Player-Driven Video Analysis to Enhance Reflective Soccer Practice in Talent Development

Player-Driven Video Analysis to Enhance Reflective Soccer Practice in Talent Development

Anders Hjort (Department of Sports Science and Clinical Biomechanics, University of Southern Denmark, Odense, Denmark), Kristoffer Henriksen (Department of Sports Science and Clinical Biomechanics, University of Southern Denmark, Odense, Denmark) and Lars Elbæk (Department of Sports Science and Clinical Biomechanics, University of Southern Denmark, Odense, Denmark)
Copyright: © 2018 |Pages: 15
DOI: 10.4018/IJGBL.2018040103

Abstract

In the present article, we investigate the introduction of a cloud-based video analysis platform called Player Universe (PU). Video analysis is not a new performance-enhancing element in sports, but PU is innovative in how it facilitates reflective learning. Video analysis is executed in the PU platform by involving the players in the analysis process, in the sense that they are encouraged to tag game actions in video-documented soccer matches. Following this, players can get virtual feedback from their coach. Findings show that PU can improve youth soccer players' reflection skills through consistent video analyses and tagging; coaches are important as role models and providers of feedback; and that the use of the platform primarily stimulated deliberate practice activities. PU can be seen as a source of inspiration for soccer players and clubs as to how analytical platforms can motivate and enhance reflective learning for better in-game performance.
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Introduction

In sports, the purpose of talent development is to help young athletes make a smooth transition to the elite level and unfold their potential (Stambulova, Alfermann, Statler, & Côté, 2009). It has become “big business” and many soccer clubs invest a huge amount of resources in selecting and developing talent (Middlemas & Harwood, 2017). If a player reaches a high level of expertise at a young age, he might potentially make a lot of money himself and the club will also gain a bottom-line profit.

Talent development research has evolved radically over the years. The holistic ecological approach (Henriksen, 2010; Henriksen, Stambulova, & Roessler, 2010a), which is a more recent approach, proposes a shift in research attention from the individual athletes towards the broader developmental context or environment in which they develop. From this perspective, a talent development environment is defined as a dynamic system comprising a micro-level, where athletic and personal development take place, a macro-level, which is the larger context in which these surroundings are embedded, and the organizational culture of the sports club or team, as well as the interrelationships between these elements (Henriksen, 2010). Previous studies have shown that a variety of different methods is conducive to efficient talent development, such as integrated and holistic strategies, role models, specified expectations, training programs, informal athlete-coach relationships and ownership (Martindale et al., 2007; Middlemas & Harwood, 2017). Research has shown that good learning skills, self-awareness and reflection are prerequisites for such accelerated learning (Larsen et al., 2012).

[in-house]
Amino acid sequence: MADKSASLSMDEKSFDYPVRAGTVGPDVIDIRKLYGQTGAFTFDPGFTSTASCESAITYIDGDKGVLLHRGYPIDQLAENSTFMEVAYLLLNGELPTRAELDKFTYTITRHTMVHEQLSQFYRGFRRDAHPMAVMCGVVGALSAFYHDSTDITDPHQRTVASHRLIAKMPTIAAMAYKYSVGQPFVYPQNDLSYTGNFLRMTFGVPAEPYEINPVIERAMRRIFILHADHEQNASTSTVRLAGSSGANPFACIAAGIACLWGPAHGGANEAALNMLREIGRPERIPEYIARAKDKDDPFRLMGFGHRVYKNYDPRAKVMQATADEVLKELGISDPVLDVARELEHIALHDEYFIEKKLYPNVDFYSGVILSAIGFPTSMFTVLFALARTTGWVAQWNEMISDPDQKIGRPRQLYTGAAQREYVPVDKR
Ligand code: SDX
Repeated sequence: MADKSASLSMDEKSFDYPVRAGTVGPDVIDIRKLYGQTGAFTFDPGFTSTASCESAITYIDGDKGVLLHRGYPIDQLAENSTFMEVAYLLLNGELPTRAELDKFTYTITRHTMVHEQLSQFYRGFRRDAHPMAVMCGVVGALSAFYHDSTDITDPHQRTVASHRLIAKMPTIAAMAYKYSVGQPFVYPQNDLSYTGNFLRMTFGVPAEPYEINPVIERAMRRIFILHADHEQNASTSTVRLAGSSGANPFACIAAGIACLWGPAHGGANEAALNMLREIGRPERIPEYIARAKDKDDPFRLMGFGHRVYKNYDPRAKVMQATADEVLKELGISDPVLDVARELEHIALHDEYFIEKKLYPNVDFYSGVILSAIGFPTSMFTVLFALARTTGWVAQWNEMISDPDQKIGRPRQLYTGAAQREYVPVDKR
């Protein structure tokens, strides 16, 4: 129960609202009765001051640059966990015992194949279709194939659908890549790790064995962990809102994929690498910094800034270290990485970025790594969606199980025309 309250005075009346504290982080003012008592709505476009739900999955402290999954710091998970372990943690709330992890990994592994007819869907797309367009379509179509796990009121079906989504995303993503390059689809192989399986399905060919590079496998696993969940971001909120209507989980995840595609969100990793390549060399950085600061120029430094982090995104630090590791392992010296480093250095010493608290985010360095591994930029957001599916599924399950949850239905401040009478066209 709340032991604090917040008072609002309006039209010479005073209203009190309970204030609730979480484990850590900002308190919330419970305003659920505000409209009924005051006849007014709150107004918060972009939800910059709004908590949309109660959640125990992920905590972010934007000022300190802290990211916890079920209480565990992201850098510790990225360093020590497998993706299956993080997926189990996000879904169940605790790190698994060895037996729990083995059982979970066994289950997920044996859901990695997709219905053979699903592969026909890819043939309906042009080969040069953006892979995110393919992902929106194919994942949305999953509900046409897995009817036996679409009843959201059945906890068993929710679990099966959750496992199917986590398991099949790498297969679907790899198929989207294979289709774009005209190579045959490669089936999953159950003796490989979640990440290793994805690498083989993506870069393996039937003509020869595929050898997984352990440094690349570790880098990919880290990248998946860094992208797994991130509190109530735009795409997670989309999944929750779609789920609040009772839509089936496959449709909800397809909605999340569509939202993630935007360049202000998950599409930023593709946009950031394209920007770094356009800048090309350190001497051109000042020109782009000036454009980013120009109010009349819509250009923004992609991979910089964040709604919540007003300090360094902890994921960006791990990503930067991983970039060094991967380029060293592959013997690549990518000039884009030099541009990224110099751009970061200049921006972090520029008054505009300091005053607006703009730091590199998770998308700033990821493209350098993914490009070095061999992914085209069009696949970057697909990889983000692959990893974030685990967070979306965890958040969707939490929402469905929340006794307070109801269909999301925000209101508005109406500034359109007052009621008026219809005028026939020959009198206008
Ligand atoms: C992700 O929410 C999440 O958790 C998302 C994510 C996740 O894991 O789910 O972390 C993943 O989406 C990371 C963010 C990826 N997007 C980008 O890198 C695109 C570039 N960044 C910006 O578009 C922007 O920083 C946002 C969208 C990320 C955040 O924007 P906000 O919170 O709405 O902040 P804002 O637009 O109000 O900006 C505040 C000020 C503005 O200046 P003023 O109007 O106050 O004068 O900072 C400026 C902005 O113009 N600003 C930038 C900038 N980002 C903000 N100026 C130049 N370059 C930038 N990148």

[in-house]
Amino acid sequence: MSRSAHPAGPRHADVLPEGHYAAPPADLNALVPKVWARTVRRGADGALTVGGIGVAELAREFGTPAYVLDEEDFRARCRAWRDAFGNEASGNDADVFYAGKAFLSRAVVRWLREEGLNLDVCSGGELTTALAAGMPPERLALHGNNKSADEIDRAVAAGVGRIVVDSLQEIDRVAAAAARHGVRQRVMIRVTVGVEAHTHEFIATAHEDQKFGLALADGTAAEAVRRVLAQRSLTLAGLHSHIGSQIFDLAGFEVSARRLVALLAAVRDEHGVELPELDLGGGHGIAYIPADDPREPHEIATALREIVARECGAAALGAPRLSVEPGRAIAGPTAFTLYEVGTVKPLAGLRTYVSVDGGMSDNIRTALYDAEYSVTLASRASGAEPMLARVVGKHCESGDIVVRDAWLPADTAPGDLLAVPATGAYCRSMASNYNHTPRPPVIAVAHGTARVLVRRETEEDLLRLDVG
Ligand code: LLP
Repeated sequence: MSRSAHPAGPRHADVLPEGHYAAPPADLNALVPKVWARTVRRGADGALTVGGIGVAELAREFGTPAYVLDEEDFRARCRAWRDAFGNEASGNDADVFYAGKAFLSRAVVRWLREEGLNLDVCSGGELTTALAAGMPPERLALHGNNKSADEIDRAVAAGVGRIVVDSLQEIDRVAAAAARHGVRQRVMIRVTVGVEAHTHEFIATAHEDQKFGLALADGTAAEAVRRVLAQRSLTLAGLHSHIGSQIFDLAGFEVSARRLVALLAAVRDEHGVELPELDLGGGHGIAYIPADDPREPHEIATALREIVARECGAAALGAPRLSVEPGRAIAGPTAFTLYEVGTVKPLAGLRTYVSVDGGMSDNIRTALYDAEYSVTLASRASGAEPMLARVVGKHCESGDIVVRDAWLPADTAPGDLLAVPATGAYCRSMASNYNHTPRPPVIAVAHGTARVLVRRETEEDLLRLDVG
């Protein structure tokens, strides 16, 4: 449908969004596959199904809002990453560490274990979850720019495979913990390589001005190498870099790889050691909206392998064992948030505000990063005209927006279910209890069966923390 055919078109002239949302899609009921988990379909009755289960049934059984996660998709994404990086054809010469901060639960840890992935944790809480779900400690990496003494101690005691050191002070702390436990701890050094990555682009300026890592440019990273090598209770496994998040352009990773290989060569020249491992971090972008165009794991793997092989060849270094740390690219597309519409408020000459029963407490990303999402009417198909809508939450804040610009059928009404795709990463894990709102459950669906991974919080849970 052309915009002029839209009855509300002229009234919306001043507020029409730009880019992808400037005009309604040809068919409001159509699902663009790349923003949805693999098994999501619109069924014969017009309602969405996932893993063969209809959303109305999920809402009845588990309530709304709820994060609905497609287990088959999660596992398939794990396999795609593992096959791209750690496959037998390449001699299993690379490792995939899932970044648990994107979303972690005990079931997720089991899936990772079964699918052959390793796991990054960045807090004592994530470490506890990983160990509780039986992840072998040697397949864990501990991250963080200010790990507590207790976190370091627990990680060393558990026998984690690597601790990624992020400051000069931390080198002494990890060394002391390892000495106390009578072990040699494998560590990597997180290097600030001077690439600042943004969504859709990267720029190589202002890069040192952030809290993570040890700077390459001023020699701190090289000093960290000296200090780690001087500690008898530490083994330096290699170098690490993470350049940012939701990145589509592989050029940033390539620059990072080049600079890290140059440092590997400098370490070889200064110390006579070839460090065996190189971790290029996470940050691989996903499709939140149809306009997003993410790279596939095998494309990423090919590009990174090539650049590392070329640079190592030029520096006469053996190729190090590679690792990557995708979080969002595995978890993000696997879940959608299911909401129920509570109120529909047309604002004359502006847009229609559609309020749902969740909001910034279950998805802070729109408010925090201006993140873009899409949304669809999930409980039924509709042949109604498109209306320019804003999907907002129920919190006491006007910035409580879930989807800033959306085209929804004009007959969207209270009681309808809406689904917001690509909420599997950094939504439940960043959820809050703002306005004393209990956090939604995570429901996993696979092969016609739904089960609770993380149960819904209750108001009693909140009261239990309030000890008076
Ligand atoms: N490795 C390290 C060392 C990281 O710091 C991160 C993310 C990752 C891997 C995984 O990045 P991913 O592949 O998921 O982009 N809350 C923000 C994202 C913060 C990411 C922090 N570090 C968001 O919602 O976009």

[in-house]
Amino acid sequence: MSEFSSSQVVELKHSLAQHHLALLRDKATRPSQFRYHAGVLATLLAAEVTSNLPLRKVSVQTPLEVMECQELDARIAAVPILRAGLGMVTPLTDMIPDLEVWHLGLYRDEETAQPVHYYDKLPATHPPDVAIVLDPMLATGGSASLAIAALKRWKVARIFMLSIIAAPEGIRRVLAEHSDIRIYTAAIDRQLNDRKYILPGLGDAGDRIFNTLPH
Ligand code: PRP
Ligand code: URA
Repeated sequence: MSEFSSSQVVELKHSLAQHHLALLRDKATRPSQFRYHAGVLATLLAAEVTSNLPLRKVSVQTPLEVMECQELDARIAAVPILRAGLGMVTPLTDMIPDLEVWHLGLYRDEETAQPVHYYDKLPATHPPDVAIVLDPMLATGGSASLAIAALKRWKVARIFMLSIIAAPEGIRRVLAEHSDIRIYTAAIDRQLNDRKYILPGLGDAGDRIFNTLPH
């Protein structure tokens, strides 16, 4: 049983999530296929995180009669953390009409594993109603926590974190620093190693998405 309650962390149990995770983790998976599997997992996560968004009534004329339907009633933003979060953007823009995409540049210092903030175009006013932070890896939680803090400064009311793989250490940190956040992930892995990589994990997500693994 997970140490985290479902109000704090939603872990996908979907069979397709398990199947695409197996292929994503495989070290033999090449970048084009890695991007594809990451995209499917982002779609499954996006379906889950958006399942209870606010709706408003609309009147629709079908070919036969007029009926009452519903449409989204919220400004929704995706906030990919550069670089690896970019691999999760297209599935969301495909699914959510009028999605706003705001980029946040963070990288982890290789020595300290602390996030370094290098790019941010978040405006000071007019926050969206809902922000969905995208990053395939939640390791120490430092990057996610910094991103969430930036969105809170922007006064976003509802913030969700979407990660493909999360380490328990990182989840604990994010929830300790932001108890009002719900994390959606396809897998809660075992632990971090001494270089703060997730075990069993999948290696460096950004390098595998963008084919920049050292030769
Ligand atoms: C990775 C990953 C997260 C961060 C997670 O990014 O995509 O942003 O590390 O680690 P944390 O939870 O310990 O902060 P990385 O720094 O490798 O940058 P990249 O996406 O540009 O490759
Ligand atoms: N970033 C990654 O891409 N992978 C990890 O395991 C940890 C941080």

The desire to maximize learning within youth soccer has led to the widespread use of video-based performance analysis by coaches and athletes within the soccer environment (Drust, 2010). Specific methods include player trajectory extraction, content retrieval and indexing, highlight detection, 3D reconstruction of the soccer match, tactical analysis, statistical evaluations, etc. (Manafifard et al., 2017). The aims of using analytical and statistical tools are mainly to support coaching decisions and guide player’s development and player in-game decision making and targeted development. These supportive tools seem not to be a “one-size-fits-all” learning approach or as simple as is sometimes assumed (Stratton et al., 2004).

Integrated tools like these aims to strengthen overall game intelligence. Video clips with encoded information on specific game elements are a less expensive option and may serve for reflection and support feedback (Kelly, 2017).

It is also known that learning through understanding, such as that practiced in Teaching Game for Understanding (TGfU), and the reflective practice in line with this concept facilitate learning and, along with the practice of feedback used as part of TGfU, are supportive of implicate decision-making (Kelly, 2017). Reflection involves self-awareness, especially if it is conceptualized in different ways and contains multiple levels. As such, reflection facilitates the deduction of practical and meaningful insights and embraces looking back and mirroring one's own actions, thereby understanding implicate actions (Kelly, 2017). Feedback between players and coaches is crucial in the learning process due to the improvement of skill performance, the increased motivation, and the players’ positive self-concept. This is especially true if the coach-athlete relationship is based on high amounts of feedback, instruction, and encouragement. Furthermore, this should be delivered in a positive manner, and divergent questioning will support the players’ cognitive development, awareness, and problem-solving skills (Kelly, 2017).

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